Posted by: | March 5, 2009 | Comments Off on response

In response to Hudson404, I also thought that was interesting how Charlton Heston was made to look Mexican with face paint. Pease comments in his article that originally Heston was cast to play the role of a white detective, yet this part was eventually changed and instead, he was forced to “make himself up in brown.” Perhaps the American characters are always demanding that English be spoken, merely for the sake of Heston’s character. In reality this was only to cover up his real identity and instead of functionion as a way of social commentary, it was in reality just a way of covering up character flaws. If the film did have Hispanic actors, why didn’t the film crew just hire a Hispanic lead? This seems to emphasize the fact that the American film industry did consider themselves superior in relation to other countries.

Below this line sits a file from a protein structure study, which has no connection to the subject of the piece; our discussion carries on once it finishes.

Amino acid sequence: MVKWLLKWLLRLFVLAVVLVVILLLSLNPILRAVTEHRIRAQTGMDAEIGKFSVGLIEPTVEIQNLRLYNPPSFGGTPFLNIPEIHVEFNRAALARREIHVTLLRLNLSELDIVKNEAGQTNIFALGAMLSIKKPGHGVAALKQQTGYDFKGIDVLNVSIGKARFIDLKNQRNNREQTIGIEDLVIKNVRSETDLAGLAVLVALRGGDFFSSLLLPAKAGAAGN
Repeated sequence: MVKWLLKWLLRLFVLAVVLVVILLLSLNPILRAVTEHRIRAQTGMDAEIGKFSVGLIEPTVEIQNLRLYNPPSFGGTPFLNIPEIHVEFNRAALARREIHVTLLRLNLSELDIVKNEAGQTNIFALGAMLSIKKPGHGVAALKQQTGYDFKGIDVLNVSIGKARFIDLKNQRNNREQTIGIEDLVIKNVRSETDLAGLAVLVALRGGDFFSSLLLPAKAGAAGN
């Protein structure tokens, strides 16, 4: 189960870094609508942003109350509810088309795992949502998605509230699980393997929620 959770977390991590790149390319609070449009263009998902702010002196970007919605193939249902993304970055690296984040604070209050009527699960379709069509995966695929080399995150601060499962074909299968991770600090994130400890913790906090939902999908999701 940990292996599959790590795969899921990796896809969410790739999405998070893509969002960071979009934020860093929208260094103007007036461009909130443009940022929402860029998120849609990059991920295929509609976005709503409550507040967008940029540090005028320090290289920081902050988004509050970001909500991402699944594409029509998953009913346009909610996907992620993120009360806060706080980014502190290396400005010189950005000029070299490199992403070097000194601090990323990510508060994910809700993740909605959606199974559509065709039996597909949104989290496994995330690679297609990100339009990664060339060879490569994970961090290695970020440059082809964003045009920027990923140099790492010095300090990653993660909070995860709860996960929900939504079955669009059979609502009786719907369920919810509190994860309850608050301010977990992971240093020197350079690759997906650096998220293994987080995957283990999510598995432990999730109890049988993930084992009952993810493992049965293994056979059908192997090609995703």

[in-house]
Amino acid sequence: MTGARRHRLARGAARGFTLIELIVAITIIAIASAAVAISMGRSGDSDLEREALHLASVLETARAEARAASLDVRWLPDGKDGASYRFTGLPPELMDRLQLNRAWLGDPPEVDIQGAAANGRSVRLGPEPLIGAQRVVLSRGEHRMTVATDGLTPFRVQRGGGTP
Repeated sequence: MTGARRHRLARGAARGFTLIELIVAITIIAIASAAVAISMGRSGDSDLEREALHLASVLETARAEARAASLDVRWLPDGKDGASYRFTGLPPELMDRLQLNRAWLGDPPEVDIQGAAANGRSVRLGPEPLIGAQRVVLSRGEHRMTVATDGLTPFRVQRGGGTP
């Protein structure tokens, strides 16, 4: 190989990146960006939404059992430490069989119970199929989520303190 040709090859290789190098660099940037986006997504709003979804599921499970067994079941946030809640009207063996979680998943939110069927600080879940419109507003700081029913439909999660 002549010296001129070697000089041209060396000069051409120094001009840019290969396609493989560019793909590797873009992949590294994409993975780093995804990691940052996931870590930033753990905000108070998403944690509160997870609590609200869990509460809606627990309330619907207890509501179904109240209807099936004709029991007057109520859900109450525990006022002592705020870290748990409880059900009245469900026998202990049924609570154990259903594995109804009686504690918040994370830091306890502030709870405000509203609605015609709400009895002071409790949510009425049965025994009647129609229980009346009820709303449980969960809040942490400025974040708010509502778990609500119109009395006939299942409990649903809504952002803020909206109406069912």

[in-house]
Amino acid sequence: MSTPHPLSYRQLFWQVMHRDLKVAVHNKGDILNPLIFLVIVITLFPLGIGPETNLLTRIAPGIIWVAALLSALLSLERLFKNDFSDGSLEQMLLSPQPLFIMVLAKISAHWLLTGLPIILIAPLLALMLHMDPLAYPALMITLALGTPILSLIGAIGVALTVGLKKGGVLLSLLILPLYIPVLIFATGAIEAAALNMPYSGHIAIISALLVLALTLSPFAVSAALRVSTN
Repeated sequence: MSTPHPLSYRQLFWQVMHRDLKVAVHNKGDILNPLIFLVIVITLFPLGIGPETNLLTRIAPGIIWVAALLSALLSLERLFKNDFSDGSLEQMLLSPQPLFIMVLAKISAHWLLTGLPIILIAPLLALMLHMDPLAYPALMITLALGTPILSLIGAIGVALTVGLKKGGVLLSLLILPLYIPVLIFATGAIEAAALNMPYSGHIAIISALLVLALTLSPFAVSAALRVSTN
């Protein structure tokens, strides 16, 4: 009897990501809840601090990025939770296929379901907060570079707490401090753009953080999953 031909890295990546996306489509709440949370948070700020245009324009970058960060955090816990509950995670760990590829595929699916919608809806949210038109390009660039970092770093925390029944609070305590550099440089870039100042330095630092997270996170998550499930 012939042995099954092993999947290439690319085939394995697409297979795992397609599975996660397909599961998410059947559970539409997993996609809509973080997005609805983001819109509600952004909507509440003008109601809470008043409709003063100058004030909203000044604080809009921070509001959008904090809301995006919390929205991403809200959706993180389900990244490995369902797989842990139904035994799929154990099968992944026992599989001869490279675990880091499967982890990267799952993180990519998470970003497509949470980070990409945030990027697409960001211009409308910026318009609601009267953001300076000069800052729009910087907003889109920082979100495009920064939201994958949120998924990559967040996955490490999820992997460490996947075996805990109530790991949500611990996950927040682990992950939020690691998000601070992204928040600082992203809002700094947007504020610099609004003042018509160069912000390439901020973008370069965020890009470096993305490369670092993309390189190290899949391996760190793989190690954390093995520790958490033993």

In response to Elena I don’t believe we should look at the representation of reality in this film. However if we were to consider how this film reflected present day society, we could consider it having some social commentary about the way people treat one another and the injustice that can be found within any country. Last Thursday we talked about how there are several different types of reality. On the other hand, with time, reality has seemed to be locked in place and defined by how realistic the events are that place within the film. But I do not think this is Welles intension, instead I believe this film was about experimentation. The fact that Heston was an American playing a Mexican could be considered experimental in itself and as Mario stated in his blog, the film would take on a completely different stance and feeling, had a Mexican actor played the main role.


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